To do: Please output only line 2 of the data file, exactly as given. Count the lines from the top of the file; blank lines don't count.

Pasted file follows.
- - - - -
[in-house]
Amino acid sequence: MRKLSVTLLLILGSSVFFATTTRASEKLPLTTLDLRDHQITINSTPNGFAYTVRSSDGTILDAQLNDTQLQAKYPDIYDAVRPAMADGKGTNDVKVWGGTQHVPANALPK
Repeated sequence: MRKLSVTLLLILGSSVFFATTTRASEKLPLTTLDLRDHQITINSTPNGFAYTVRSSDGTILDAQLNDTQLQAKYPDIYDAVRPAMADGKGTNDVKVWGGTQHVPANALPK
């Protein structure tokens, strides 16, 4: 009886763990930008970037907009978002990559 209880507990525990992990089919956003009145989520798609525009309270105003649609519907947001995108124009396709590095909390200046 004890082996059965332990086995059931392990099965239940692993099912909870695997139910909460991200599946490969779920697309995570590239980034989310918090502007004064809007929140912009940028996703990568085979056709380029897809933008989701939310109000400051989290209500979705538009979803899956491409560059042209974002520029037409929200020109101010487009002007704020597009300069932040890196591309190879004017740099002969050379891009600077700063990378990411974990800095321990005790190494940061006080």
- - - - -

Amino acid sequence: MRKLSVTLLLILGSSVFFATTTRASEKLPLTTLDLRDHQITINSTPNGFAYTVRSSDGTILDAQLNDTQLQAKYPDIYDAVRPAMADGKGTNDVKVWGGTQHVPANALPK